This chapter aims to help clinicians learn stabilization interventions for use in the Preparation Phase of eye movement desensitization and reprocessing (EMDR) treatment. Using these interventions will aid clients in developing readiness for processing trauma, learning how to manage symptoms of dissociation, dealing with affect regulation, and developing the necessary internal cohesion and resources to utilize the EMDR trauma-processing phase. Earlier negative experiences stored dysfunctionally increase vulnerability to anxiety disorders, depression, and other diagnoses. When assessing a client with a complex trauma history, clinicians need to view current symptoms of post-traumatic stress disorder (PTSD) or depression as reflections of the earlier traumas. The chapter outlines the strategies dealing with dissociative symptoms, ego state work, and internal stability that help clinicians to develop an individualized treatment plan to successfully guide the client through the EMDR phases of treatment.
- Go to chapter: ACT-AS-IF and ARCHITECTS Approaches to EMDR Treatment of Dissociative Identity Disorder (DID)
This chapter describes key steps, with scripts, for the phases of therapy with a dissociative identity disorder (DID) client, and for an eye movement desensitization and reprocessing (EMDR) session with a DID client. In brief, the method employs the artful use of EMDR and ego state therapy for association and acceleration, and of hypnosis, imagery, and ego state therapy for distancing and deceleration within the context of a trusting therapeutic relationship. It is also endeavoring to stay close to the treatment guidelines as promulgated by the International Society for the Study of Trauma and Dissociation. The acronym ACT-AS-IF describes the phases of therapy; the acronym ARCHITECTS describes the steps in an EMDR intervention. Dual attention awareness is key in part because it keeps the ventral vagal nervous system engaged sufficiently to empower the client to sustain the painful processing of dorsal vagal states and sympathetic arousal states.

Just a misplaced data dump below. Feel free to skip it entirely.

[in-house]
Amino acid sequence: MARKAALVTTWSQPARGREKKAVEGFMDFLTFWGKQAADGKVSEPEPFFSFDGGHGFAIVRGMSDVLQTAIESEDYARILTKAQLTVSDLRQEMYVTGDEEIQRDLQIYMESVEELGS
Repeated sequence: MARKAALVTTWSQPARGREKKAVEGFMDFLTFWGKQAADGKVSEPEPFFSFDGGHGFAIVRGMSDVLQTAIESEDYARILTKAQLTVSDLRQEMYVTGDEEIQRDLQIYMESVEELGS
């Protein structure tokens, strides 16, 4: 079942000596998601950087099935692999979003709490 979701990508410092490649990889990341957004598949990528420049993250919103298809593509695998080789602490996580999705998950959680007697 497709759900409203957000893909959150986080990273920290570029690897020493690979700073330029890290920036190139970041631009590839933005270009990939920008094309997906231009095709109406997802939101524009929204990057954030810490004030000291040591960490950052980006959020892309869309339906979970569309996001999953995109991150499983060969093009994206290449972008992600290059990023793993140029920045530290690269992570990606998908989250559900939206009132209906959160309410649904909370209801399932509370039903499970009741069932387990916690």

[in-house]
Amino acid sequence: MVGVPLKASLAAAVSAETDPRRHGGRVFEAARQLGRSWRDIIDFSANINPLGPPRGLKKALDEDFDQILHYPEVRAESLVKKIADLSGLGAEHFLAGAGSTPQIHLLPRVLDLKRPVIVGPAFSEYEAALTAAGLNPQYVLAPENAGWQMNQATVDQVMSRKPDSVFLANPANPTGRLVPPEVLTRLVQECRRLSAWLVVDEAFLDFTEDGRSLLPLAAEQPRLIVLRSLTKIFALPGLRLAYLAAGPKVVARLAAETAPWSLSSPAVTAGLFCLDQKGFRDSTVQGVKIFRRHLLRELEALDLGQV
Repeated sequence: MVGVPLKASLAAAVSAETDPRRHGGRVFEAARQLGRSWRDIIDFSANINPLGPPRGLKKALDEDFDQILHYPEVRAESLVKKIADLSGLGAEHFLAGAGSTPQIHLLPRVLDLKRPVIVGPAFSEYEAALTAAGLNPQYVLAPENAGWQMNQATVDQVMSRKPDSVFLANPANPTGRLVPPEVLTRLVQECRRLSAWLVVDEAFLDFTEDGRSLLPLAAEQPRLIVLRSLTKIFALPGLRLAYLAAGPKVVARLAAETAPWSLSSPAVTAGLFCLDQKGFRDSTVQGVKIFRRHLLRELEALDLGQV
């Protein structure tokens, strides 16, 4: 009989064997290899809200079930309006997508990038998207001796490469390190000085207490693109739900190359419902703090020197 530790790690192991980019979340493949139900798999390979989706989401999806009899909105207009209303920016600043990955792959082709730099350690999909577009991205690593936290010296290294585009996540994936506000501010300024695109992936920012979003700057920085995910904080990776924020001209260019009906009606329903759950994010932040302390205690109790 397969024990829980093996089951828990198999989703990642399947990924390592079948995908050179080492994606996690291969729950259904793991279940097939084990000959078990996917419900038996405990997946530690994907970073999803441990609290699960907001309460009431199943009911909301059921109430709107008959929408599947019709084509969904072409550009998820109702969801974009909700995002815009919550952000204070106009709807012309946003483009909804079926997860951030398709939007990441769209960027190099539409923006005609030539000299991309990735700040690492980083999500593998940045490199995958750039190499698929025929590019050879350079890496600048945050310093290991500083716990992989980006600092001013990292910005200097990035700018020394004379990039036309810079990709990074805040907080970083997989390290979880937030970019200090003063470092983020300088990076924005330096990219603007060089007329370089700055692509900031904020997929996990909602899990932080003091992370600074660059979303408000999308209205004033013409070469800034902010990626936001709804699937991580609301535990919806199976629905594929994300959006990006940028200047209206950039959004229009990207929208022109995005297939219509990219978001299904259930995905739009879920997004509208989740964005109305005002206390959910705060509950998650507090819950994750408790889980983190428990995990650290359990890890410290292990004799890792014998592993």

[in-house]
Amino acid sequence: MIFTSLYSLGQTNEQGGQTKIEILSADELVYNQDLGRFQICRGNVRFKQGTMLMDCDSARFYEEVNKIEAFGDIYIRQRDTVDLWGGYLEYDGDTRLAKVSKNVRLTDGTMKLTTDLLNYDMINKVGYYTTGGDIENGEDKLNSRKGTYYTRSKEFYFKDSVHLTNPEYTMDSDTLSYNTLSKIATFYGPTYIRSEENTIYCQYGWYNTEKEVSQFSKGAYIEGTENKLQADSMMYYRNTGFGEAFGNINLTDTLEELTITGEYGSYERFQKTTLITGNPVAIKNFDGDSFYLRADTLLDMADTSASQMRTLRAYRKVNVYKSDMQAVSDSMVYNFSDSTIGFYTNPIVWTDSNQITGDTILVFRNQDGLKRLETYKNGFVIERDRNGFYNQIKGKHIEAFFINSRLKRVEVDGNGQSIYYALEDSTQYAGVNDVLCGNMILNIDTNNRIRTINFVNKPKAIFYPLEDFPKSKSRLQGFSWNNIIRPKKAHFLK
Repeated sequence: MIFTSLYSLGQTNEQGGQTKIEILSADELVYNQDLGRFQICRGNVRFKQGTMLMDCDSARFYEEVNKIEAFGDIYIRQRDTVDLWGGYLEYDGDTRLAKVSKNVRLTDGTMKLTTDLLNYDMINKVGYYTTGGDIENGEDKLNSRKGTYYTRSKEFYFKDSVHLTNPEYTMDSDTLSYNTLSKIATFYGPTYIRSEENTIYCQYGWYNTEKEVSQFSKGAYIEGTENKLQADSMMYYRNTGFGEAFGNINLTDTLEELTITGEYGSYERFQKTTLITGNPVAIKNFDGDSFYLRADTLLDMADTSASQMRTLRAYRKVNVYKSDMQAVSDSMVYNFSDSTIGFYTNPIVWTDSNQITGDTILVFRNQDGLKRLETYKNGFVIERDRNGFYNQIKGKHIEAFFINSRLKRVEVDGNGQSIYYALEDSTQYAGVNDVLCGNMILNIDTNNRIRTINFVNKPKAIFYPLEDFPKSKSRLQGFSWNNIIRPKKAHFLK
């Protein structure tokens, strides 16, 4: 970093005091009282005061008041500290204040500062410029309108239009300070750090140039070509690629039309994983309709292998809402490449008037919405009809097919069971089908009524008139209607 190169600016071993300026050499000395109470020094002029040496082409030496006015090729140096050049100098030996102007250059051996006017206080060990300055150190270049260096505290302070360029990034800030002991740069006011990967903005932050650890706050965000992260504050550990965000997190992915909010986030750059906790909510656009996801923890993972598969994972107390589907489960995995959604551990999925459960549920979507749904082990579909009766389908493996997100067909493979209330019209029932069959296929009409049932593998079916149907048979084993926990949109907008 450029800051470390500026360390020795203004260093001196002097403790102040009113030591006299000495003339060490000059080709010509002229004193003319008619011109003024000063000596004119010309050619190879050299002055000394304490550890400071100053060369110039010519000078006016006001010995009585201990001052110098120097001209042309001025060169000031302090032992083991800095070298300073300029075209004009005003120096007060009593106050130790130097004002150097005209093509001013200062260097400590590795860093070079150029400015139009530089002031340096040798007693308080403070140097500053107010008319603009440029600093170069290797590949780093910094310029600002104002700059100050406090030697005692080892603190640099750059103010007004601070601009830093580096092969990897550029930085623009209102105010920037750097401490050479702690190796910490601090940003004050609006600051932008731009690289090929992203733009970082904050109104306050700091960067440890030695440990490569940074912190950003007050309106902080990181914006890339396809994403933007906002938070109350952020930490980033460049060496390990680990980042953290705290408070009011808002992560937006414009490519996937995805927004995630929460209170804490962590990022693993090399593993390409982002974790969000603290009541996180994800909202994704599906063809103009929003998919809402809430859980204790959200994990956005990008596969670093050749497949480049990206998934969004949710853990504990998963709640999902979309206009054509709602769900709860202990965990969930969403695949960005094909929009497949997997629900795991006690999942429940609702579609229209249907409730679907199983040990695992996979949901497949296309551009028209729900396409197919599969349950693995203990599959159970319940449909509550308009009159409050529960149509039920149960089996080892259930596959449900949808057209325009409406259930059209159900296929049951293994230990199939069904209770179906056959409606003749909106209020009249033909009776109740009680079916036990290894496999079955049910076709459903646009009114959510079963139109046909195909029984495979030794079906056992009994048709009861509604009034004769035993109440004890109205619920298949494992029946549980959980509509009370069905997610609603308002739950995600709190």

One way of thinking about procrastination is to regard it as a form of addiction; an addiction to putting things off. As with other addictive patterns, the client will choose a short-term gratification instead of going for a long-term result that might, in the end, be more satisfying or empowering. As with other addictions, a procrastinating client often suffers ongoing erosion of her self-esteem. Quite often, procrastination may function as a defense as a way to avoid other life issues that are disturbing. With this type of problem, we can use a variation of Popky’s addiction protocol, and the level of urge to avoid (LoUA) procedure. It is also important to use resource installation procedures to help the client develop an image of the benefits that would come with being free of this problem.
The important elements of the Eye Movement Desensitization and Reprocessing (EMDR) and Phantom Pain Research Protocol are client history taking and relationship building, targeting the trauma of the experience, and targeting the pain. This protocol is set up to follow the eight phases of the 11-Step Standard Procedure. This chapter presents a case series with phantom limb patients obtained a few before and after EMDR magnetoencephalograms (MEGs) at the University of Tübingen, Germany on arm amputees that show the presence of phantom limb pain (PLP) in the brain images before EMDR and the absence of it after EMDR. In these case series, it is found that PLP in leg amputations is much easier to treat than arm amputations, likely due to the much more extensive and complex arm and hand representation in the sensory-motor cortex compared to the leg and foot representation.